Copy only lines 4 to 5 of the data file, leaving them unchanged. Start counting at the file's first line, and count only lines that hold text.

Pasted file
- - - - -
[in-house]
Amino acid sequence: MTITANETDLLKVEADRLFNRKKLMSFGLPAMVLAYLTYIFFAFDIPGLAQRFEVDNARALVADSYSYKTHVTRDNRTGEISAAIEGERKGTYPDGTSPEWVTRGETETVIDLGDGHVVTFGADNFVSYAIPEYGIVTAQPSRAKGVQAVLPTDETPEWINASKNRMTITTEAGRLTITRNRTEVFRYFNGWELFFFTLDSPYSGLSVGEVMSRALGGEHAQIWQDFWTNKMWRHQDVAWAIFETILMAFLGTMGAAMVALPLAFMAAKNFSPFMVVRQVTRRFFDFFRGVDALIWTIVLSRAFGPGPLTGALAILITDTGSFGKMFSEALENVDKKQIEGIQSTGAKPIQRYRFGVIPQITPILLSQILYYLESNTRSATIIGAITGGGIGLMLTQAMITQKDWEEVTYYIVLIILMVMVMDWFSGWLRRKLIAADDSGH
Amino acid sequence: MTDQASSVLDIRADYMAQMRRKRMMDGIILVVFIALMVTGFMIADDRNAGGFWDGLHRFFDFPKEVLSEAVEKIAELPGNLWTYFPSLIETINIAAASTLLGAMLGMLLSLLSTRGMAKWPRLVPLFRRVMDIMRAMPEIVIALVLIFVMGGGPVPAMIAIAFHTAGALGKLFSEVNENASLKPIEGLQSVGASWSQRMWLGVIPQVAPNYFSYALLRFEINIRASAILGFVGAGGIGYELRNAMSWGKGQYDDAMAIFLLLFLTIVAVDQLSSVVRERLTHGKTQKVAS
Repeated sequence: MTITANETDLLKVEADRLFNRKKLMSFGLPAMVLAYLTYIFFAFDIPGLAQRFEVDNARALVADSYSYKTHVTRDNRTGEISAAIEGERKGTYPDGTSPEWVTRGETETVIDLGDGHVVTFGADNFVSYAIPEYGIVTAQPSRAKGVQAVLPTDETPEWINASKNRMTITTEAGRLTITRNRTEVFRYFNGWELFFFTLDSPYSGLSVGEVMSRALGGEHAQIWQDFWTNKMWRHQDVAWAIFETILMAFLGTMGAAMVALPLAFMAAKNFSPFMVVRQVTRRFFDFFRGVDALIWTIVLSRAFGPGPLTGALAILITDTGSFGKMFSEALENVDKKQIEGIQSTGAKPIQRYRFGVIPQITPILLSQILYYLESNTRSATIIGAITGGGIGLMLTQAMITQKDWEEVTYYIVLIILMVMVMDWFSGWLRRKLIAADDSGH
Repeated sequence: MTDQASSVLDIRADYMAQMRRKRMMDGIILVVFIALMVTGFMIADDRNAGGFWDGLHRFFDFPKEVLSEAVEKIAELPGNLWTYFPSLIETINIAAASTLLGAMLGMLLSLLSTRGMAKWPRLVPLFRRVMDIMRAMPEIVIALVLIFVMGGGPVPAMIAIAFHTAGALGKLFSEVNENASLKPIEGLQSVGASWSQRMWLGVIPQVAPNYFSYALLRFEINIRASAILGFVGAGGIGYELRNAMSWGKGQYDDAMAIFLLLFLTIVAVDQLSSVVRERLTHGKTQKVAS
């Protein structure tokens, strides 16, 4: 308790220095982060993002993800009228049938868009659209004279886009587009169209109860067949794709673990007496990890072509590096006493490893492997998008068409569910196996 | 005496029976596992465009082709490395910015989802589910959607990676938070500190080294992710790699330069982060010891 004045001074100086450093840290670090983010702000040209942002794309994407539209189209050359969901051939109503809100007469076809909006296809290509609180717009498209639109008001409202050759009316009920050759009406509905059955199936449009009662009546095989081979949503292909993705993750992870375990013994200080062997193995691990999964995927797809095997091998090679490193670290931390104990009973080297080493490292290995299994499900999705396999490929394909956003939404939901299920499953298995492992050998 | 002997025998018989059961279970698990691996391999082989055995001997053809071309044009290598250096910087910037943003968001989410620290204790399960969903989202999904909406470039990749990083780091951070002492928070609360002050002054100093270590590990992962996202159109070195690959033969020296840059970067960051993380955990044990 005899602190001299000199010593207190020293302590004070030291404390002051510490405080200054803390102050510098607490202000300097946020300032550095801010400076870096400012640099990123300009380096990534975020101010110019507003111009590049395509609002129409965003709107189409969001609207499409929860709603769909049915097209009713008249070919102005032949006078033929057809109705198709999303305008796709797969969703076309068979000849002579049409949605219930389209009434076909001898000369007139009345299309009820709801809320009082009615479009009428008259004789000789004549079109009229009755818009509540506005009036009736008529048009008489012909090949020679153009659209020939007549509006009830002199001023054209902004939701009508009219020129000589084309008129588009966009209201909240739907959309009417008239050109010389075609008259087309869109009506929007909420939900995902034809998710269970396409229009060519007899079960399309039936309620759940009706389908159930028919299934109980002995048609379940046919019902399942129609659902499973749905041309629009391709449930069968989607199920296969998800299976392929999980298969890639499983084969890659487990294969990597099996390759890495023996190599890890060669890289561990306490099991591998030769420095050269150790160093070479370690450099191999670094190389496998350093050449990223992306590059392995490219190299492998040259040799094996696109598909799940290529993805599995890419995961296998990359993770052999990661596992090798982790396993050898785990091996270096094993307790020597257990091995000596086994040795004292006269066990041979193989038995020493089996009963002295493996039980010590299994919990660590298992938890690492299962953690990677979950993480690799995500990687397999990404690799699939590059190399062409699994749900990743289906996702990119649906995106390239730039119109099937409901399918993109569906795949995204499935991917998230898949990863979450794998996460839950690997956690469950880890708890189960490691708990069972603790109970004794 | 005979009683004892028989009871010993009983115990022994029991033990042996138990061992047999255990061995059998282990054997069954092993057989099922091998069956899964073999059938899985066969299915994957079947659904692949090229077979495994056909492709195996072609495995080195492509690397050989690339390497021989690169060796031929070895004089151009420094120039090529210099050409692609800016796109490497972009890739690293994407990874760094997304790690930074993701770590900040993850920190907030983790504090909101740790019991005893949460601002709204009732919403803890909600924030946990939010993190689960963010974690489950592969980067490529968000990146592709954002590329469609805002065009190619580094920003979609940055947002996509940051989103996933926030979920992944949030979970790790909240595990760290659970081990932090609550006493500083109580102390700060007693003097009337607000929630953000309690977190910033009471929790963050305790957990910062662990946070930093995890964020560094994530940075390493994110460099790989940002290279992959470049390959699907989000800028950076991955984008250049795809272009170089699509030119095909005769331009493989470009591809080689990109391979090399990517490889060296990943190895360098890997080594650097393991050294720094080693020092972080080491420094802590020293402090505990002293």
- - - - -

Repeated sequence: MTITANETDLLKVEADRLFNRKKLMSFGLPAMVLAYLTYIFFAFDIPGLAQRFEVDNARALVADSYSYKTHVTRDNRTGEISAAIEGERKGTYPDGTSPEWVTRGETETVIDLGDGHVVTFGADNFVSYAIPEYGIVTAQPSRAKGVQAVLPTDETPEWINASKNRMTITTEAGRLTITRNRTEVFRYFNGWELFFFTLDSPYSGLSVGEVMSRALGGEHAQIWQDFWTNKMWRHQDVAWAIFETILMAFLGTMGAAMVALPLAFMAAKNFSPFMVVRQVTRRFFDFFRGVDALIWTIVLSRAFGPGPLTGALAILITDTGSFGKMFSEALENVDKKQIEGIQSTGAKPIQRYRFGVIPQITPILLSQILYYLESNTRSATIIGAITGGGIGLMLTQAMITQKDWEEVTYYIVLIILMVMVMDWFSGWLRRKLIAADDSGH
Repeated sequence: MTDQASSVLDIRADYMAQMRRKRMMDGIILVVFIALMVTGFMIADDRNAGGFWDGLHRFFDFPKEVLSEAVEKIAELPGNLWTYFPSLIETINIAAASTLLGAMLGMLLSLLSTRGMAKWPRLVPLFRRVMDIMRAMPEIVIALVLIFVMGGGPVPAMIAIAFHTAGALGKLFSEVNENASLKPIEGLQSVGASWSQRMWLGVIPQVAPNYFSYALLRFEINIRASAILGFVGAGGIGYELRNAMSWGKGQYDDAMAIFLLLFLTIVAVDQLSSVVRERLTHGKTQKVAS